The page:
The Pinkerton Raid is a sibling rivalry with musical byproducts both as different and as familiar as the brothers and sister who created them. From folk-pop charm to pensive, baritone-led rock, the band’s latest album, A Beautiful World, might conjure comparisons as disparate as Ingrid Michaelson and The National.
In truth, songwriter Jesse James DeConto’s influences run older, back to The Beatles and Fleetwood Mac songs he heard from his dad’s guitar or his mom’s favorite soft-rock radio station. Later, he discovered U2, adding the Edge’s penchant for chiming guitar tones but reinforcing what he’d already learned from albums like Rubber Soul or Rumours – melodicism from bass to vocals and everything in between; the beauty of vocal harmonies; the joy of juxtaposing thoughtful storytelling with music that makes you want to move.
“[Jesse’s] dealing with some pretty complex and heavy subject matter,” says Juliet Fromholt of WYSO in Yellow Springs, Ohio, “But can also make a solid pop song.”
Born 14 years later, Jesse’s kid brother Steven didn’t grow up with him, not really. Jesse was off into the world by the time his youngest bro was even four years old. Katie, the middle of five siblings, didn’t get to know her big brother that much more.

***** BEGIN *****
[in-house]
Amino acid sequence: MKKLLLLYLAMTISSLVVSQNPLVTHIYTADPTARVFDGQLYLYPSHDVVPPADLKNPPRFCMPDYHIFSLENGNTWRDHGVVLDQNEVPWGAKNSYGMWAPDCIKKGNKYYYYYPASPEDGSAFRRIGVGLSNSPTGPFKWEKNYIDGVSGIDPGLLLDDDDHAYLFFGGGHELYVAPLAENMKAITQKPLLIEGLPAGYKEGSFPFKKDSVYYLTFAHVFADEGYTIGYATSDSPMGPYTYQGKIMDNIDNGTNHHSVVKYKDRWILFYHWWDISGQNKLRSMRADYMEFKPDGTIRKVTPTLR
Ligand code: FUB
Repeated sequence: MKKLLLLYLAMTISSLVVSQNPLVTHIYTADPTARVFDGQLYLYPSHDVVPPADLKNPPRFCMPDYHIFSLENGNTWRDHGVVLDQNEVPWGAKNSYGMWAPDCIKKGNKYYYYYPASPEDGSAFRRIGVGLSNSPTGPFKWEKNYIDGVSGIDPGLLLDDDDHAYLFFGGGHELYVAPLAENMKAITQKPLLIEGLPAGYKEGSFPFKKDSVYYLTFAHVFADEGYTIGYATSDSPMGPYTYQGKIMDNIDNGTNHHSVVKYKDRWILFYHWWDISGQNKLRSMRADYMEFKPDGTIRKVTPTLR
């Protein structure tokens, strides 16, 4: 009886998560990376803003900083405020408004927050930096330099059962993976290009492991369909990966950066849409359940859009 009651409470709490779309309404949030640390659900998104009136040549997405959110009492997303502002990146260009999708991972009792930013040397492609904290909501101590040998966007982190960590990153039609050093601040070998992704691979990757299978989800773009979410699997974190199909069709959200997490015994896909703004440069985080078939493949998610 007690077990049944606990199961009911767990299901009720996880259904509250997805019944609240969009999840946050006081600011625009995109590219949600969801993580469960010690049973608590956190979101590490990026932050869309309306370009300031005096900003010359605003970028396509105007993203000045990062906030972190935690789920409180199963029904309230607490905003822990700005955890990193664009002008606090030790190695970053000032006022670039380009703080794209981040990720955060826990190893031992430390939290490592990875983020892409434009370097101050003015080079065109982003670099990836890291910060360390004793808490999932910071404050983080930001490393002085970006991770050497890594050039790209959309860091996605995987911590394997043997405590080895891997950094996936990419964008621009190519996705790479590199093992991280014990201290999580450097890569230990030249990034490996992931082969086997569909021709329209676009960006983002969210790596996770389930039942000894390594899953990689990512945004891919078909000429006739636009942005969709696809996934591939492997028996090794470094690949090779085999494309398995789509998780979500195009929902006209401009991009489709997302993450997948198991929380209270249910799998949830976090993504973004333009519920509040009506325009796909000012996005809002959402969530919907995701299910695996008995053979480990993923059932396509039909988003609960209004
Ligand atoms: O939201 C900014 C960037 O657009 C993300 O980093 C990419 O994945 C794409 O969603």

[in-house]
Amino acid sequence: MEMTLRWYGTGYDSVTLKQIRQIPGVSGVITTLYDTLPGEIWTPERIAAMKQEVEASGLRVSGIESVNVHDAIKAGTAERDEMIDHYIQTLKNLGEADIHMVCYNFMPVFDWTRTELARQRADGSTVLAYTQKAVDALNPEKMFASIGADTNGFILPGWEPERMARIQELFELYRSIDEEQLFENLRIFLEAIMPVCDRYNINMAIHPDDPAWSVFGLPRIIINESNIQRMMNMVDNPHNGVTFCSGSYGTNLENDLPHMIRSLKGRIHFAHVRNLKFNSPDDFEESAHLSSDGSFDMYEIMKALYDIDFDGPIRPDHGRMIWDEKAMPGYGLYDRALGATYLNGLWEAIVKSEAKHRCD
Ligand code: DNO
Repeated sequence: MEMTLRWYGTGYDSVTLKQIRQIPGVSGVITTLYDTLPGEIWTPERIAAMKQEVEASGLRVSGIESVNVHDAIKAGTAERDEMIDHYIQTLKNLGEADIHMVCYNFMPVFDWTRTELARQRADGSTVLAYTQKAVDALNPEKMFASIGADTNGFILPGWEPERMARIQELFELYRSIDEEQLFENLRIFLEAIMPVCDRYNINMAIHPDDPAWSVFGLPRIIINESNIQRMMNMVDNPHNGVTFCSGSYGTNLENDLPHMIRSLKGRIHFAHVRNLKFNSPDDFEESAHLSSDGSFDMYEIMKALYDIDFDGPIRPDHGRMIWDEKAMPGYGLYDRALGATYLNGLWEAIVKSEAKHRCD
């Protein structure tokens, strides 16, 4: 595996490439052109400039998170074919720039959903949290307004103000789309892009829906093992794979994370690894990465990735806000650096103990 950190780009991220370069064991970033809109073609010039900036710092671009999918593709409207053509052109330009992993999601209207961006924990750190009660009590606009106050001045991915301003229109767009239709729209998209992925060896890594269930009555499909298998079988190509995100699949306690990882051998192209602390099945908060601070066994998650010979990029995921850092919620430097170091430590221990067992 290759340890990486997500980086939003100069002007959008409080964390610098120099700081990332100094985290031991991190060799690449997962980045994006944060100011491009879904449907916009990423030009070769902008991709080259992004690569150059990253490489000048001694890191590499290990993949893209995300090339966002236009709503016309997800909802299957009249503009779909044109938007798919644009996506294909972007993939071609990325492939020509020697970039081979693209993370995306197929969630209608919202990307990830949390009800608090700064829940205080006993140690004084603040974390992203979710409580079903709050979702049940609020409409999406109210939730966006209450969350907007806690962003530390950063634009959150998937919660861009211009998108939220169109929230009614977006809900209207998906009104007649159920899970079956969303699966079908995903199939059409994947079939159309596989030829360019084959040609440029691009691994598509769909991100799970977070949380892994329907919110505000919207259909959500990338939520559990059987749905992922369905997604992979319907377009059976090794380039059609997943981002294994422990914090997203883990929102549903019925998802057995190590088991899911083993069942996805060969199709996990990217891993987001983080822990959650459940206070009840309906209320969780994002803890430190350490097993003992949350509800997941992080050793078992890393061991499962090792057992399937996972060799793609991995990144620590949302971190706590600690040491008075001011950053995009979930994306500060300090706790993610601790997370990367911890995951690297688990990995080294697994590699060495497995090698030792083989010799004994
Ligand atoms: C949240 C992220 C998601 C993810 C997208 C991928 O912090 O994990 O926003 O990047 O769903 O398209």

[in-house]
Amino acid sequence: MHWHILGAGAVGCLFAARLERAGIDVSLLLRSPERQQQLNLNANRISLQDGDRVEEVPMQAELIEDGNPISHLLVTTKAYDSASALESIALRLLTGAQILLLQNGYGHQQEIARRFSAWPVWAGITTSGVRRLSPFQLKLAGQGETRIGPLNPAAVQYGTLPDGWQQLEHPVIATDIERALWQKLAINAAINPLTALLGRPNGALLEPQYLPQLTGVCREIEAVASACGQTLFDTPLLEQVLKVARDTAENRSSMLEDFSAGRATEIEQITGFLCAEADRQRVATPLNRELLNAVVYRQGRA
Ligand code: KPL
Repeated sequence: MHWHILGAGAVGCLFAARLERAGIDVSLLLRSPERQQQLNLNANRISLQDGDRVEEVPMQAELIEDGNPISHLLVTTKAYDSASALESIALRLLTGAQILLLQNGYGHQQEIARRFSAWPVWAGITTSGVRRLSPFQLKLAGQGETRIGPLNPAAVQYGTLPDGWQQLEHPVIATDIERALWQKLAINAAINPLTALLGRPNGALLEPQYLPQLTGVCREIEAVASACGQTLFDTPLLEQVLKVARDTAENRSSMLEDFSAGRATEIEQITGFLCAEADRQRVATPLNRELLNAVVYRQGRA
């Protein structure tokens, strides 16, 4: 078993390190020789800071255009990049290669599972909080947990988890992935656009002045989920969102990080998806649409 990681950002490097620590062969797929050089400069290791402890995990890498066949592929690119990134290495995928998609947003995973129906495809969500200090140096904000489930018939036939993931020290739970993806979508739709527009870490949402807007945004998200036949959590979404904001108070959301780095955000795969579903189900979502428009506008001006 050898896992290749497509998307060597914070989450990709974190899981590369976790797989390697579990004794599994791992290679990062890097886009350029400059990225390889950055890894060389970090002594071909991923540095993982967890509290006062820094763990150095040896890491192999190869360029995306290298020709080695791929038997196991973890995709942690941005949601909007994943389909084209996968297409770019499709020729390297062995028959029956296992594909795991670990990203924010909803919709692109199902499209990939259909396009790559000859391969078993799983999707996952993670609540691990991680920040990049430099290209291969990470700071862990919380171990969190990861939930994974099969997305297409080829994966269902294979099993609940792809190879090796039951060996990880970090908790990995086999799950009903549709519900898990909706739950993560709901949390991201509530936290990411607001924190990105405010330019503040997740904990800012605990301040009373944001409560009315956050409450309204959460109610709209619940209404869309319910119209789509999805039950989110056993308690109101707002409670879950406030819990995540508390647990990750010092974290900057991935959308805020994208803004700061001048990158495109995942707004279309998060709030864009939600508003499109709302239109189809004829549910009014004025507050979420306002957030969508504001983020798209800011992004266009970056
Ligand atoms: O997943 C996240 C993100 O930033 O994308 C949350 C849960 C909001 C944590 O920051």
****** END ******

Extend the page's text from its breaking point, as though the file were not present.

As grown-ups, though, the DeConto kids have forged fierce friendships as neighbors in Durham, NC, a seedbed of New Southern culture. Here the siblings draw on musical influences that literally span generations to create music that is hard to categorize. Jesse’s 1970s Brit-pop songwriting and indie-rock ambience tangle with Katie’s playful, jazzy melodies and the rhythms Steven draws from his hip-hop playlist and the epic folk of bands like The Head & the Heart or Of Monsters & Men. Steven can’t decide if he prefers the drums, a Les Paul or his acoustic Taylor. He’ll throw the ukulele to Katie behind the keyboard and see what happens. Jesse might put down his viola bass or open-back banjo to tinker with guitar pedals or tap on a glockenspiel. The Pinkerton Raid is the controlled chaos of a big family, set to music. It’s A Beautiful World.
On this, the band’s sophomore release, the sibling trio collaborated with friends Eric Johnson (Telecaster) and Tim (drums) and Laura Wooten (keyboards, background vocals), members of the six-piece live band that coalesced after the release of their self-titled album in 2012. Producer Edd Kerr honed the Beautiful World sound with layers of guitars and keyboards for a musical experience by turns soothing and cathartic. This album was a collaborative effort born out of family and friendship.
From beginning to end, A Beautiful World tells a story of young love – the shy flirtation, the wonder, the questions, young marriage, second-guessing, a baby girl, a miscarriage, the extended family dramas that complicate all of it. It ends in hope – hope that things will get better, hope that what is broken can be healed, hope that what is worn-out can find rest, hope for a beautiful world.
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